Two landmark events delimit the flow of the century: two military coups that occur almost exactly half  century apart, in 1924 and 1973. For some strange design both take place exactly on the same fateful date: September 11. In those decisive moments, the so to say natural course of events is intervened by the most organised fraction of which constitutes by far the highest institutional creation of the Chilean society: the State. Hey define the two main strategies that were to orientate its action along most of the century. Both were violently confronted against one another, however, in a certain sense they seem to conform a unity as well. Successively, through both of them, the State presided over the long and painful socio-economic transformation that took place in the background, which gave birth to modern Chile.

These two strategies were not exclusive to Chile, not in the least. However, they presented here certain paradigmatic features and manifested themselves quite early, especially the second one. Both seem to have been present as well more or less contemporaneously in all the countries that conformed the underdeveloped world of the 20 century. However, the forms adopted by one and the other seemed astoundingly different in each country and moment. Especially, if these categories are also be made to include the countries that conformed the socialist camp - which according to this point of view would have experimented a limit case of state one of these strategies.

In LA, the two strategies manifested themselves in almost every country and generally received the names of “Developmentalism” and “Washington consensus.” Furthermore, in the Chilean case the second one was imposed on sword and fire by a counter-revolutionary dictatorship, long time before it became consensual in LA and the rest of the world. It adopted an extreme form. Because of this, it is generally referred as the “Neoliberal period.”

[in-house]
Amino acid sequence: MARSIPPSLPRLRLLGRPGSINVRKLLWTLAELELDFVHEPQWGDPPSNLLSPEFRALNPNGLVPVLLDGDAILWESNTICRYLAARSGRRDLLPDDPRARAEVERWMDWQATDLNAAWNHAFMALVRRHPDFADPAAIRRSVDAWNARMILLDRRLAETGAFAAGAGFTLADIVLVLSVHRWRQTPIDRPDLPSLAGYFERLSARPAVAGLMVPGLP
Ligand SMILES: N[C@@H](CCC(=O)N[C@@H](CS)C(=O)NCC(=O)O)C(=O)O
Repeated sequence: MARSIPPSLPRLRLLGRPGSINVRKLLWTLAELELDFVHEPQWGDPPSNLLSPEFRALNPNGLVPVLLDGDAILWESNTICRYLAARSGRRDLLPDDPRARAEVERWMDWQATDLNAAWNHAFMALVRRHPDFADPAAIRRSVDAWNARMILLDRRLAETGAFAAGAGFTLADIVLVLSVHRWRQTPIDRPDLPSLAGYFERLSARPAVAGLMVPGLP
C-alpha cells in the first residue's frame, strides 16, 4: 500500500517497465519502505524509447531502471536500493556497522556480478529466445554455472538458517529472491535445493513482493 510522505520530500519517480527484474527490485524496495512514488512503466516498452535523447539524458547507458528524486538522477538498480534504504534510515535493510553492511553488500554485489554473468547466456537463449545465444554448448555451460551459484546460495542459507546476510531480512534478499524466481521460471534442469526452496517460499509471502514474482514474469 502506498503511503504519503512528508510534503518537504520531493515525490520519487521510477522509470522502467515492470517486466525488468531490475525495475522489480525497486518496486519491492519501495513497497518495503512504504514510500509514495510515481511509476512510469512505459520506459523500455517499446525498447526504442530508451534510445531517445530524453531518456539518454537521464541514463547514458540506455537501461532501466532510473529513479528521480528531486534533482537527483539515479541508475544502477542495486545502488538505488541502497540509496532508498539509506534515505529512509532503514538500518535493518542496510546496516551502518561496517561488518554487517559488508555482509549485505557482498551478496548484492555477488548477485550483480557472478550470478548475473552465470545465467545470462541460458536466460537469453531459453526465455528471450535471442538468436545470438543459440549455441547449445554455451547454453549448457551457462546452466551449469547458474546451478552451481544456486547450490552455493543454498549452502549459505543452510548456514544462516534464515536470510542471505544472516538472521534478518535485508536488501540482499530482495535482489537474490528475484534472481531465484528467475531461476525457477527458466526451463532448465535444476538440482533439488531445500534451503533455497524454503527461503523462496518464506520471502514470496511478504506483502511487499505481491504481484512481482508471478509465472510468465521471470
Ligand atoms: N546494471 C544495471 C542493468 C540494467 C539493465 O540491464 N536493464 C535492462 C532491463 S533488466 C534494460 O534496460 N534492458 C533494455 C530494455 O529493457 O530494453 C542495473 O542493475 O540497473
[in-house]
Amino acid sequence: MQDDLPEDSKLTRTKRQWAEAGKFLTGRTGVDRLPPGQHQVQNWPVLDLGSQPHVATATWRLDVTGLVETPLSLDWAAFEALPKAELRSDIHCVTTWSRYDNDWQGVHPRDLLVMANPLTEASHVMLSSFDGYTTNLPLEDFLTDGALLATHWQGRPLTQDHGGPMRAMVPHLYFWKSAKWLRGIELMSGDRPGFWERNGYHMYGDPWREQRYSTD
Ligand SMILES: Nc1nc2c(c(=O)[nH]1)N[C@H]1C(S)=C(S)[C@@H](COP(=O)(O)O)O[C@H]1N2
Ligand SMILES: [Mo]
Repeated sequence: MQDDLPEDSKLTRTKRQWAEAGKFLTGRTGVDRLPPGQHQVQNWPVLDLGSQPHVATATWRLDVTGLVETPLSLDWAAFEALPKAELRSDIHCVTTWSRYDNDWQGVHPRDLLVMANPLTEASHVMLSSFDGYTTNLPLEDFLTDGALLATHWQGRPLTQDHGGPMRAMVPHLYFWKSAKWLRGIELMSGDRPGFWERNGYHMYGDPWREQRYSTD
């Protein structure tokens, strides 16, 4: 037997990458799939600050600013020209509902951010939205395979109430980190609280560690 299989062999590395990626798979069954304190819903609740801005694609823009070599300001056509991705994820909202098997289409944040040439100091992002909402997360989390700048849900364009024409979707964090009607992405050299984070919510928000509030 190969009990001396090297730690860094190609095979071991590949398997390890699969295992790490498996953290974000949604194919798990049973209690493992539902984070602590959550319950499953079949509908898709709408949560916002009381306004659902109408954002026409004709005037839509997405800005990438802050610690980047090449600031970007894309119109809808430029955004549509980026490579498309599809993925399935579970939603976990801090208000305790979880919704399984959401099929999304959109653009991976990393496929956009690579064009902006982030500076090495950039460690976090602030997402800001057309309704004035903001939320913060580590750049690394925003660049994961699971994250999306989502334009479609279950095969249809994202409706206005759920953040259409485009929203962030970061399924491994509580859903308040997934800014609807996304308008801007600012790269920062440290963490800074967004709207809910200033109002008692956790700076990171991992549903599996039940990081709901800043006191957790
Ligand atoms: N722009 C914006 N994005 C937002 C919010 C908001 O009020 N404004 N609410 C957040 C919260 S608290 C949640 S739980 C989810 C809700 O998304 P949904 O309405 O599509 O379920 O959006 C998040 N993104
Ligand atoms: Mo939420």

However, it must be underlined that it is divided as well in two very different phases, and only during the first the Pinochet dictatorship and its counsellors, the fanatical “Chicago Boys,” professed a quasi-religious allegiance to such an extremist school of thought. The second phase of this period was conducted in turn by democratic governments. Their economists would reject the Neoliberal label, which most of them would probably consider rather an insult.

On the other hand, they have been quite influential in the fact that their governments have maintained the basic strategic lineage of the period as a whole. Basically, the idea that to attain development, the main thing is to provide the best possible environment for markets and private business, in a context of indiscriminate opening to foreign trade and investment. With a distorted additional bias: that it is possible and even convenient to continue constraining social demands and dismantling the role of the State. Certainly,  however, the aforementioned bias has been moderated considerably when compared with the “Chicago Boys.”

In this way, during this phase, the second development strategy has acquired in Chile more reasonable and moderate contours. Similar, in a way, to those experienced in other LA countries, even to those, such as Costa Rica, where these positive features seem to have been present all along in a rather exemplary way.

Even though they have continued to promote business quite unilaterally, especially foreign capital, they have tried to re-establish the role of the State up to a certain extent. Especially in relation to social public expenditure and certain regulations that were established during the initial years. However, in the big picture, some of the basic State functions such as providing social services and capturing ground rent, have suffered continued dismantling.

For these reasons altogether, the name “Washington Consensus” will be preferred here as a denomination of the second strategy as a whole.

The State and bureaucracies were decisive actors all along the century. However, they do not exist apart from the society that breeds them. In the latter, it is the social actors proper that play their roles as such. Those whose hands and minds produce the wealth of nations and build their institutions. In their birth, growth, decadence, and death, and the may times violent conflicts of each of those moments, they conform the historical happening. During the past century, its course witnessed the death and burial of secular peasant life, at the modern social actors were being born in a labour of a century.

Once completed in a major part, it seems probable that the Chilean society may be facing yet another paramount shift in its development strategy. Under the imperative of building together with its equals, a wider space in LA that may aspire to certain essential degree of sovereignty in the world of the 21 century. Its may be that the time has finally come for the dream of Bolivar to become a reality.